the temporal randomness(tuned by the mutation rate $P$) are varied the
systemexhibits the well-defined phase transition at which the defensive
alliance of three species become unstable. In a certain range of $P$,
the phase diagram displays the reentrant behaviors, i.e., the systemis
disordered at small $\alpha$, ordered in the intermediate region, and
then back to disordered state as $\alpha$ is increased further,
indicating that the role of the randomly rewired edges is two-fold
.

D.Y. Hua            Physics Dept, Ningbo Univ, Ningbo 315211,China

     e-mail: huadayin@nbu.edu.cn

                    Non-equilibrium Phase Transition with Absorbing States and
Critical Behavior in Surface Reaction-Diffusion System

Recently, the non-equilibrium phase transition with absorbing states in surface

reaction-diffusion system has attracted much more attention. In this report,

we discuss the effect of the dissociation mechanism of a dimer and the particle

diffusion on the phase transition behavior. It is shown that the dissociation

mechanism of a dimer can change the phase transition behavior in some reaction

systems. When considering the particle diffusion on surface, the structure of the absorbing states can change obviously, it is found that the critical behavior

of the continuous phase transition is changed apparently.

References

1. J. Marro and R. Dickman, Non-equilibrium Phase Transitions in Lattice Models

(Cambridge     Univ. Press, Cambridge, England, 1999).

2.     H. Hinrichsen, Adv. Phys. 49, 815 (2000)

3. G. Odor, Rev. Mod. Phys. 76, 663-724 (2004).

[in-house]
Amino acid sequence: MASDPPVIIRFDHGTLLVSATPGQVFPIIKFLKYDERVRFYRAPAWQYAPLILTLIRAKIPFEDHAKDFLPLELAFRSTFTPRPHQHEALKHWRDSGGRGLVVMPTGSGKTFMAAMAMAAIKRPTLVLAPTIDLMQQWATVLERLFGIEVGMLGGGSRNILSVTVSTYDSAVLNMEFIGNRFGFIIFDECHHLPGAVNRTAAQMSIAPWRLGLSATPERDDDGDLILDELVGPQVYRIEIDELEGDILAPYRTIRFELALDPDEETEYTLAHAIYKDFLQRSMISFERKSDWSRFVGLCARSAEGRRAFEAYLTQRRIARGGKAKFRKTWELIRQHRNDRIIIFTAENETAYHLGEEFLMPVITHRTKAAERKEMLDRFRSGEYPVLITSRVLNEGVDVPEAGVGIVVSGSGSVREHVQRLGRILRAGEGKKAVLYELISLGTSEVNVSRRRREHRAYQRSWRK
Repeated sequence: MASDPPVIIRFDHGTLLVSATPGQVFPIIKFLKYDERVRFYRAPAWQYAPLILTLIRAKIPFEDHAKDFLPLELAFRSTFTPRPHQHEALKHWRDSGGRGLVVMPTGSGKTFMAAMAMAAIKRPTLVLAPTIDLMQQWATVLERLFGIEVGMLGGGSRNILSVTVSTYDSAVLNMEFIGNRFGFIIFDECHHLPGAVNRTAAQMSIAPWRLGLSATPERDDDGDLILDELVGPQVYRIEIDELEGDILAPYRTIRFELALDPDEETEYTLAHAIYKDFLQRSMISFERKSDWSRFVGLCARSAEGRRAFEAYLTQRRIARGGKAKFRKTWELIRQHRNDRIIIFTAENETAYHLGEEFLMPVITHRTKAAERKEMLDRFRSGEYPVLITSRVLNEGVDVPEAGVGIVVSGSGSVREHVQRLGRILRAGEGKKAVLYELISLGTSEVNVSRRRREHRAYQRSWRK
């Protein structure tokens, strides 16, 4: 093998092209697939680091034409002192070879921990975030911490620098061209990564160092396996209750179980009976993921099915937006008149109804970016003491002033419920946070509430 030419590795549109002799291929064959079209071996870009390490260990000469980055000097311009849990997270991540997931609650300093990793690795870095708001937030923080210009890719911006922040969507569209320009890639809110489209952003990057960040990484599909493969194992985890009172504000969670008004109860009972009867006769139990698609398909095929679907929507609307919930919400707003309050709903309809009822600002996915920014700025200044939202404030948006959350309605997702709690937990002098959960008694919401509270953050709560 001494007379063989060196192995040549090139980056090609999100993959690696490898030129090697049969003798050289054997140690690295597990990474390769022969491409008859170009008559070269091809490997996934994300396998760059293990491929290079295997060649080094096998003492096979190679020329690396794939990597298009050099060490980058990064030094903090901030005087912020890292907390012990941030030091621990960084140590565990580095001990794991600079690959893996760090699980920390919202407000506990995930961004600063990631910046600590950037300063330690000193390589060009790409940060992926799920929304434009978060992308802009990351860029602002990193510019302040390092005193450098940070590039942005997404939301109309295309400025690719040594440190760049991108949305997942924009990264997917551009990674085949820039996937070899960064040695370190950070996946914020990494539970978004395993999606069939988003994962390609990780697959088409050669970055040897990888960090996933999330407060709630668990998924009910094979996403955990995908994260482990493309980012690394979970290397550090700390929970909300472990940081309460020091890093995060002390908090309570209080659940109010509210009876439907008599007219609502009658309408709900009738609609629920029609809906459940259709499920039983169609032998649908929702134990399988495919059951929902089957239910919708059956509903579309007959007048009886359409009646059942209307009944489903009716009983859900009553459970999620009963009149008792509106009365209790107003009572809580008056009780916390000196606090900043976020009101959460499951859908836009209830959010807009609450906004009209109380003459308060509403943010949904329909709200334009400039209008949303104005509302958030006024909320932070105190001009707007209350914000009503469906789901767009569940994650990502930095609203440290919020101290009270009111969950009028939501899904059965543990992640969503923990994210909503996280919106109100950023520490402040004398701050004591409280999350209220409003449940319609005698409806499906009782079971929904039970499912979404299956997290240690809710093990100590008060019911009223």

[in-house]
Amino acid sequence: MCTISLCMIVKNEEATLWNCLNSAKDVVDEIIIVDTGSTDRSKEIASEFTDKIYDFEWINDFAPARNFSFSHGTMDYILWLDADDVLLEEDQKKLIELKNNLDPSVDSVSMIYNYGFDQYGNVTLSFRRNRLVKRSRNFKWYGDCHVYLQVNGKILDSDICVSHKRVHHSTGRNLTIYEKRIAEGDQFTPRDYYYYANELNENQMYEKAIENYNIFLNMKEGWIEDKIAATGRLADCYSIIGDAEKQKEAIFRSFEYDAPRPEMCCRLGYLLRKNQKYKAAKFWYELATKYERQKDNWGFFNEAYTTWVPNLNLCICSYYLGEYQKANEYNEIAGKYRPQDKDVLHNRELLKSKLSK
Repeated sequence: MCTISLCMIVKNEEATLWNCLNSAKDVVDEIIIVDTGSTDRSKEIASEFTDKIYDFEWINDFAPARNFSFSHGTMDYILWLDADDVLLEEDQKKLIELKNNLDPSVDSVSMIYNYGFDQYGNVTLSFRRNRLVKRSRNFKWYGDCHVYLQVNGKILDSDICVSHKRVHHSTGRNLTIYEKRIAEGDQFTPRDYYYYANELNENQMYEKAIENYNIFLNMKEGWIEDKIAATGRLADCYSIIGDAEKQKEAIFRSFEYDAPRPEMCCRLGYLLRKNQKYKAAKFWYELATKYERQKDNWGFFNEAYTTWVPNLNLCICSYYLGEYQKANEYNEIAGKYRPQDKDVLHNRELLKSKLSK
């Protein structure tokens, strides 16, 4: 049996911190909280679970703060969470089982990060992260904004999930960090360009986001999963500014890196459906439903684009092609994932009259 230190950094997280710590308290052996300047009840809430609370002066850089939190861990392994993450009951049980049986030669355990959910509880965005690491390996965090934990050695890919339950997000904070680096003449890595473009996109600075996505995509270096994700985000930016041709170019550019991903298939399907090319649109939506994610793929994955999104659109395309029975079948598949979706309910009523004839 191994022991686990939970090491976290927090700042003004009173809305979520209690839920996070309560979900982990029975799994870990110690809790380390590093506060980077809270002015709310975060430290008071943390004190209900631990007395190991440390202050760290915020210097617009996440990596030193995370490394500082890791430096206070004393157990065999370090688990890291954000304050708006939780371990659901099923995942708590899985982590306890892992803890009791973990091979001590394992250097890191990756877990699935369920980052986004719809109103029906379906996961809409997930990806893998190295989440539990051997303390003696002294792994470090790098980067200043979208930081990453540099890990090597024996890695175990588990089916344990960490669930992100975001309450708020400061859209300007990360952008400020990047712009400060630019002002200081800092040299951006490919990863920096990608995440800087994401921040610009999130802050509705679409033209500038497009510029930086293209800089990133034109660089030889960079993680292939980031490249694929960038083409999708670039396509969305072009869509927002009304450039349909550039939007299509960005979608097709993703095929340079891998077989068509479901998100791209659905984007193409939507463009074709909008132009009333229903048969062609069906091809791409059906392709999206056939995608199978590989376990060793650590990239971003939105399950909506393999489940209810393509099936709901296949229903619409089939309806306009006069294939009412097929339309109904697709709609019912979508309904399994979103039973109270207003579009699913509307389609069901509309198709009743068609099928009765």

4. R. M. Ziff, E. Gulari and Y. Barshad, Phys. Rev. Lett. 56, 2553 (1986).

5.     V. P. Zhdanov, Surf. Sci. Rep. 45, 231 (2002).

6.     M. Henkel and H. Hinrichsen, J. Phys. A 37, R117-R159 (2004).

X.   Hu       Computational Materials Science Center, 
              National Institute for Materials Science,
              Sengen 1-2-1, Tsukuba 305-0047, Japan

     e-mail: HU.Xiao@nims.go.jp

     trip:  arrival at Hangzhou Dec 1
            departure from Hangzhou Dec 5 (accommodation arranged by MB Luo)

            Talk I: Density-functional theory for melting phenomena of
                   interlayer Josephson vortex lattice in high-Tc
                   cuprate superconductors

                    Ref: X. Hu, M.B. Luo, and Y.Q. Ma, Phys.Rev.B72,174503(2005).

          Talk II: Room-temperature ferrimagnetism and half-metallic property 
                   in a new class of perovskite cuprates

                   Refs: X.G. Wan, M. Kohno and X. Hu, Phys.Rev.Lett.94,087205(2005)
                                                       Phys.Rev.Lett.95,146602(2005)

 

Nobuyasu  Ito       Department of Applied Physics, School of Engineering, 
                    The University of Tokyo,  Tokyo 113-8656,  JAPAN

     e-mail: ito@ap.t.u-tokyo.ac.jp

     trip: arrival at Hangzhou, NH929Nov 30, 12:50
           departure from Hangzhou, NH930, Dec 7, 13:50                  

                       Talk 1: Evolution of ecosystem with size-free model